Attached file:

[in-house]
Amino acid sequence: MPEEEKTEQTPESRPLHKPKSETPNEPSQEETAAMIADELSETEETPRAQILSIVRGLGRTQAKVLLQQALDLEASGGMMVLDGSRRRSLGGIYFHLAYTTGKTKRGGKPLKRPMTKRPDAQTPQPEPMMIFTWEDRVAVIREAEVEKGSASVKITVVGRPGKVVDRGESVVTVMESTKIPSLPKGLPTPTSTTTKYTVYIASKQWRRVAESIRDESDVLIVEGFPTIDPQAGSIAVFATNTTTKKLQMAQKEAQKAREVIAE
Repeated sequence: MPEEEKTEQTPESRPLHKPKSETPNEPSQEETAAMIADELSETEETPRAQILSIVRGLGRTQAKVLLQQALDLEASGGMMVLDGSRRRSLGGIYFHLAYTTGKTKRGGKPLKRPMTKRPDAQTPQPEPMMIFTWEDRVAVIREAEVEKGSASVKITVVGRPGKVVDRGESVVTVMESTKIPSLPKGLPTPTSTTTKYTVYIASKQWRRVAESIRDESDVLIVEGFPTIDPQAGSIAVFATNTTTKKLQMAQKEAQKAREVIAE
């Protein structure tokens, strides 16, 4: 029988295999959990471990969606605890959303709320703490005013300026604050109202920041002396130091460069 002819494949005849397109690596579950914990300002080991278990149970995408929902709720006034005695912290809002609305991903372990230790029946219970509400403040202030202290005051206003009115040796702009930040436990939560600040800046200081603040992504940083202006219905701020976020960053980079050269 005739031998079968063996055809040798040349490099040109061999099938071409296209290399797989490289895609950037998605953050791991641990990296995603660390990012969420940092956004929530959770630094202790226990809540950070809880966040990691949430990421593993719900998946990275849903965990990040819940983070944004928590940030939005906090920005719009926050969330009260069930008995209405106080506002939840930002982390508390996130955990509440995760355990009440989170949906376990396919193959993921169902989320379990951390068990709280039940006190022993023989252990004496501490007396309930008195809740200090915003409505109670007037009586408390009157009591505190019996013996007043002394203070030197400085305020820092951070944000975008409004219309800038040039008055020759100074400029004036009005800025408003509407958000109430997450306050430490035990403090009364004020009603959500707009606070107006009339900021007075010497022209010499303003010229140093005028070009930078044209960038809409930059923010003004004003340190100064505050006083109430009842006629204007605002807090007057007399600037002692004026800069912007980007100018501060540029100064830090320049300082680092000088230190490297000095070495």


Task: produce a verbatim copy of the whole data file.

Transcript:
[in-house]
Amino acid sequence: MPEEEKTEQTPESRPLHKPKSETPNEPSQEETAAMIADELSETEETPRAQILSIVRGLGRTQAKVLLQQALDLEASGGMMVLDGSRRRSLGGIYFHLAYTTGKTKRGGKPLKRPMTKRPDAQTPQPEPMMIFTWEDRVAVIREAEVEKGSASVKITVVGRPGKVVDRGESVVTVMESTKIPSLPKGLPTPTSTTTKYTVYIASKQWRRVAESIRDESDVLIVEGFPTIDPQAGSIAVFATNTTTKKLQMAQKEAQKAREVIAE
Repeated sequence: MPEEEKTEQTPESRPLHKPKSETPNEPSQEETAAMIADELSETEETPRAQILSIVRGLGRTQAKVLLQQALDLEASGGMMVLDGSRRRSLGGIYFHLAYTTGKTKRGGKPLKRPMTKRPDAQTPQPEPMMIFTWEDRVAVIREAEVEKGSASVKITVVGRPGKVVDRGESVVTVMESTKIPSLPKGLPTPTSTTTKYTVYIASKQWRRVAESIRDESDVLIVEGFPTIDPQAGSIAVFATNTTTKKLQMAQKEAQKAREVIAE
């Protein structure tokens, strides 16, 4: 029988295999959990471990969606605890959303709320703490005013300026604050109202920041002396130091460069 002819494949005849397109690596579950914990300002080991278990149970995408929902709720006034005695912290809002609305991903372990230790029946219970509400403040202030202290005051206003009115040796702009930040436990939560600040800046200081603040992504940083202006219905701020976020960053980079050269 005739031998079968063996055809040798040349490099040109061999099938071409296209290399797989490289895609950037998605953050791991641990990296995603660390990012969420940092956004929530959770630094202790226990809540950070809880966040990691949430990421593993719900998946990275849903965990990040819940983070944004928590940030939005906090920005719009926050969330009260069930008995209405106080506002939840930002982390508390996130955990509440995760355990009440989170949906376990396919193959993921169902989320379990951390068990709280039940006190022993023989252990004496501490007396309930008195809740200090915003409505109670007037009586408390009157009591505190019996013996007043002394203070030197400085305020820092951070944000975008409004219309800038040039008055020759100074400029004036009005800025408003509407958000109430997450306050430490035990403090009364004020009603959500707009606070107006009339900021007075010497022209010499303003010229140093005028070009930078044209960038809409930059923010003004004003340190100064505050006083109430009842006629204007605002807090007057007399600037002692004026800069912007980007100018501060540029100064830090320049300082680092000088230190490297000095070495």